Just Months Before 2001 City Task Force Picked Mandatory FDDs as “Solution” to City Sewage Overflows, City Admitted Lack of “Certainty” About FDD Data, Effectiveness

City Task Force Admitted toHigher Level of Certainty [in] the Other Solutions”

The City Council passed the mandatory FDD Program in August 2001. In 2001 and since, City of Ann Arbor officials, staff, attorneys, employees, contractors and others involved with the Footing Drain Disconnection Program billed FDD’s to the City at large and to the homeowners in five FDDP “Target Areas” as a safe, effective and cheap solution to flooding problems and sewage overflows into the Huron and local tributaries.

As the previous post shows, however, the City apparently completed mandatory FDDs, without the knowledge of owners, free of requirements of State Building Codes on the basis of an administrative determination in Lansing, without notice to anyone.

Quite apart from expecting code enforcement by the City and State, however, the thousands of residents involved had separate expectations based on trust in the honesty and competence of the City government. They would have been justified in thinking that if the City were going to require construction in thousands of private homes, then the City would certainly have had the highest confidence in the functioning, safety and effectiveness of FDDs to do what they were advertised as doing.

Nothing could be further from the truth. In fact, as alleged in Paragraph 73 of the FDD Federal Class Action Complaint, the City admitted in writing that FDDs were unproven and lacking in scientific support when the City began doing them.

The City’s Water Utility Department published a flyer in January 2001 that included a Q&A about the City’s confidence in FDDs. This was the question, on page 2:

[Question:] The Task Force says there is less ‘certainty’ about the ‘footing drain disconnect’ solution. Why?

The surprising, lengthy official answer, supplied by the same City “Task Force,” was as follows, with some of my comments on the text:

[Answer:] We have less than complete data on the amount of wet weather flow from the foundation footing drains that gets into the sewer system during storms.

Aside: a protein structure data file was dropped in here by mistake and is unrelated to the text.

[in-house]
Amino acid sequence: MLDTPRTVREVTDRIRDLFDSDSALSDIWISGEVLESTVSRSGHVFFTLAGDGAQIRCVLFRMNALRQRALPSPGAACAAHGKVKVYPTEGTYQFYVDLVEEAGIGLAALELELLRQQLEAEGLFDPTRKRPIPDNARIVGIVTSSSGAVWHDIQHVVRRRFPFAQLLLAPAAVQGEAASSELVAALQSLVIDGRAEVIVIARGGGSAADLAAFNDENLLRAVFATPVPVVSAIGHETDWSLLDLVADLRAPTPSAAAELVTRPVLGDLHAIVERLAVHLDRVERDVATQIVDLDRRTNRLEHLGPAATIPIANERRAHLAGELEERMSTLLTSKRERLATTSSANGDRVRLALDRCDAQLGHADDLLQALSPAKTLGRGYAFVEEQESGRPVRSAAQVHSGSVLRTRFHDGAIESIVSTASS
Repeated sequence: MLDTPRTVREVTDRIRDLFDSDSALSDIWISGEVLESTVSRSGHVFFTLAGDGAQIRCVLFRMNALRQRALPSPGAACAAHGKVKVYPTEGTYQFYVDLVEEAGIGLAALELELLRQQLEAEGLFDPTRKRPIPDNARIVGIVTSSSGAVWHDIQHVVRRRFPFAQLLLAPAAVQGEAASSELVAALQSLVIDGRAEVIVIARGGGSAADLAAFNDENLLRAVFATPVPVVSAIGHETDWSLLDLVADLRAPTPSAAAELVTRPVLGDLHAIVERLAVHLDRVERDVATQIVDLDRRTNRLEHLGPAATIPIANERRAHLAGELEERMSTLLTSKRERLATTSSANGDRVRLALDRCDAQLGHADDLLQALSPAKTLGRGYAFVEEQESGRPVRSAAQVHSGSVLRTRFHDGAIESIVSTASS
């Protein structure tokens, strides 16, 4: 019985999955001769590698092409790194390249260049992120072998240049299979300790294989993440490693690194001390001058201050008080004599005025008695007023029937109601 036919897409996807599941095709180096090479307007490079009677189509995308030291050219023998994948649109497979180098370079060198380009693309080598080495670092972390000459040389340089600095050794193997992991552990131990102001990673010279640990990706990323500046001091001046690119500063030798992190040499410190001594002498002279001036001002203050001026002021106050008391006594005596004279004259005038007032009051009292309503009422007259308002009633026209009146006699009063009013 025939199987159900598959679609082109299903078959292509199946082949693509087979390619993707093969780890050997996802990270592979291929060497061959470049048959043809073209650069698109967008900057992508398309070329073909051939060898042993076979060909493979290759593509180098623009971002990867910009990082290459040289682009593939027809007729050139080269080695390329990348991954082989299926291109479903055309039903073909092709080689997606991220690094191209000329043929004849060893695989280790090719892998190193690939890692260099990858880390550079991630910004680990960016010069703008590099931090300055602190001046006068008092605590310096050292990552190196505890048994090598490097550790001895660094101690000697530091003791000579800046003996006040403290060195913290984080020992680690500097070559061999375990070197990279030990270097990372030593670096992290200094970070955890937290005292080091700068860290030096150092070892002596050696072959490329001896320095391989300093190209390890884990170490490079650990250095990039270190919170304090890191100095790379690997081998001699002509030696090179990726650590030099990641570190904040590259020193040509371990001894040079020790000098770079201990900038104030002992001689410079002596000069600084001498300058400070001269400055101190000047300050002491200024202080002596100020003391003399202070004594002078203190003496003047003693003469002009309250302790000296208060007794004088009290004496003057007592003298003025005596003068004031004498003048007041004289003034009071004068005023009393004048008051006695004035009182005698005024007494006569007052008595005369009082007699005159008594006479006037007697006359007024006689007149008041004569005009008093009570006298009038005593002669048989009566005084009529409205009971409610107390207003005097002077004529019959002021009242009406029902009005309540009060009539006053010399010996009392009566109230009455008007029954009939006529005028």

In other words, the City had no scientific basis for recommending (let alone requiring) footing drain disconnections as the City’s complete solution to sewage overflows. The various statements contradict the entire premise of the FDDP narrative–that disabling residential footing drain systems would remove so much stormwater from the sewers that no physical construction or other alternative was preferable.

With “less than complete data,” more data collection was planned:

Instituting this alternative as a solution will include additional work to complete the data collection to bring the same higher level of certainty as the other solutions.

If you think this implied that the City would first collect more data, attain the “higher level certainty” it lacked in FDDs or fail; and only then start going into people’s houses, you’d be sorely mistaken.

Instead, the flyer states that as FDDs were built, “flow data collection from these locations will be used to increase the confidence in the flow projections.”

“These locations” refers to targeted houses under the FDDP. The City had empowered itself to order homeowners (without any due process) to act as the City’s canaries in the FDD coal mine. The City decided, without notice to them, that it needed these citizens to submit their houses to destructive mandatory FDD construction so that the City could mine that data to “increase [the City’s] confidence in the flow projections.”

What if FDDs didn’t work out? The City had an answer for that too:

If the newly collected data does not increase our level of certainty about this remedy, the Task Force would recommend different protection measures for the neighborhood.

It would appear from the City’s words that the FDDP was still an R&D project in the data collection phase when the program was launched. Homeowners were not told that failure of the experimental construction was contemplated as a real possibility, even though the construction was mandatory and permanent.

What was the City’s hurry?



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